What is usually missing from discussions about Crozier’s supposed plans to reach an HBC establishment is a description of what he would, if successful, find at either place. At that time, there were only two alternatives on Great Slave Lake – Fort Reliance or Fort Resolution. Although grandly named “fort,” these would not provide safe and welcoming destinations for one hundred weary, sick, starving men.
Fort Reliance was built in 1833 on the easternmost edge of Great Slave Lake, specifically to serve as a temporary base of operations for Back. Three houses were ranged around a square, the main one measuring thirty by fifty feet. Rapidly built for temporary use, the structures were not particularly robust (although the remains of the four stone fireplaces with their wattle and daub chimneys still exist). After his four-month journey to the ocean, Back found that the main building had tilted and the mud plaster had washed away. Crozier would have been aware that the site was abandoned in 1835.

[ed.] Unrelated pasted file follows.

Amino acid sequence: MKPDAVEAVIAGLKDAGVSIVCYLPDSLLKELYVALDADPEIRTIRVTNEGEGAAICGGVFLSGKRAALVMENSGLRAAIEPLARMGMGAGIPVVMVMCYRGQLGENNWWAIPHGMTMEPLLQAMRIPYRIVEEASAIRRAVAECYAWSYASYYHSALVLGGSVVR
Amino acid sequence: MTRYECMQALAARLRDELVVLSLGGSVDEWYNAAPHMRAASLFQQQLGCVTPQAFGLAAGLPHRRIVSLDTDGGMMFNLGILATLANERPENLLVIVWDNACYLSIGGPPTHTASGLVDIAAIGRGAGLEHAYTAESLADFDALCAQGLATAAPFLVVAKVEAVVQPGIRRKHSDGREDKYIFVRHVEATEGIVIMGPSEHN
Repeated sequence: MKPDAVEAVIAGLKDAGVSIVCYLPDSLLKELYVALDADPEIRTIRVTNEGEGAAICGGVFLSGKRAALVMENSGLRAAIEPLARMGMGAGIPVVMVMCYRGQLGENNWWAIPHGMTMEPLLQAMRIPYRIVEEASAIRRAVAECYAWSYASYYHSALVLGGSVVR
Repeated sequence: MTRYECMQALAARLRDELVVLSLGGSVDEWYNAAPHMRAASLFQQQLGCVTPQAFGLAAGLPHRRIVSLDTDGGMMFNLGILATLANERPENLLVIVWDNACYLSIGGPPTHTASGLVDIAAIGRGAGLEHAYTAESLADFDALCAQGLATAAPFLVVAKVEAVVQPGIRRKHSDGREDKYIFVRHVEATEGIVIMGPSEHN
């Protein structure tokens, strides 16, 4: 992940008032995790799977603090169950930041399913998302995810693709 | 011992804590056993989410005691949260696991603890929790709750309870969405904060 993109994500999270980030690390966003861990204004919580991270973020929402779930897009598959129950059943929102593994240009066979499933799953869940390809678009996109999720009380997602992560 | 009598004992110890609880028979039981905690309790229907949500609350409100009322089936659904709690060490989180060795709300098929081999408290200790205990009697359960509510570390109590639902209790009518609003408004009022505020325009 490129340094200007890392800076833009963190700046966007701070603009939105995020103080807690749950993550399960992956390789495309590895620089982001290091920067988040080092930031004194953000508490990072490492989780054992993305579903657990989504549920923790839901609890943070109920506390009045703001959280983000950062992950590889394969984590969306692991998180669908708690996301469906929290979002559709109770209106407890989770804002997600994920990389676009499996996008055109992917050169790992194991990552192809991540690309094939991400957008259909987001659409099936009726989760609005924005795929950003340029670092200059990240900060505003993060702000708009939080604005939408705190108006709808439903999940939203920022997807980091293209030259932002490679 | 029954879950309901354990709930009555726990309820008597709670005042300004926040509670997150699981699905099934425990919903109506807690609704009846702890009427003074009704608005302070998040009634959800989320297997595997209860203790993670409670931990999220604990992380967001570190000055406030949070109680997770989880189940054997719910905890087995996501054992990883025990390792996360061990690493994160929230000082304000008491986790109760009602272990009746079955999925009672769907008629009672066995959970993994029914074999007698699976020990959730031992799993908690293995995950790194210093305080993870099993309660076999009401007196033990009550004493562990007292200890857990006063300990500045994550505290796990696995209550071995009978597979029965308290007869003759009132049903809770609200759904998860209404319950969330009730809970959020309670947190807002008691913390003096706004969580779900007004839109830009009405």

Fort Resolution was two hundred miles further along the lake’s south shore. Built in 1819, this is the oldest continuously-occupied place in the Northwest Territories. It became the principal fur trade post on Great Slave Lake in 1821. It was still little more than a small trading post, described by Back as “a house with a few miserable stockades.”
The manifest difficulty, almost impossibility, of reaching the mouth of the Great Fish River, much less ascending it, forces us to re-evaluate Crozier’s stated intention to start “for” it. Even if he had decided on this impractical solution, he would have known that there was little comfort or relief waiting for his men at distant and spartan HBC establishments. So what was he thinking?
The published accounts of prior explorers are known to have been included in the libraries of the Franklin ships, and they were probably extensively used to plan the details of the intended retreat from the ships. Crozier would undoubtedly have been aware of Back’s account and the later one of Thomas Simpson, each of which could provide clues as to why he was heading south.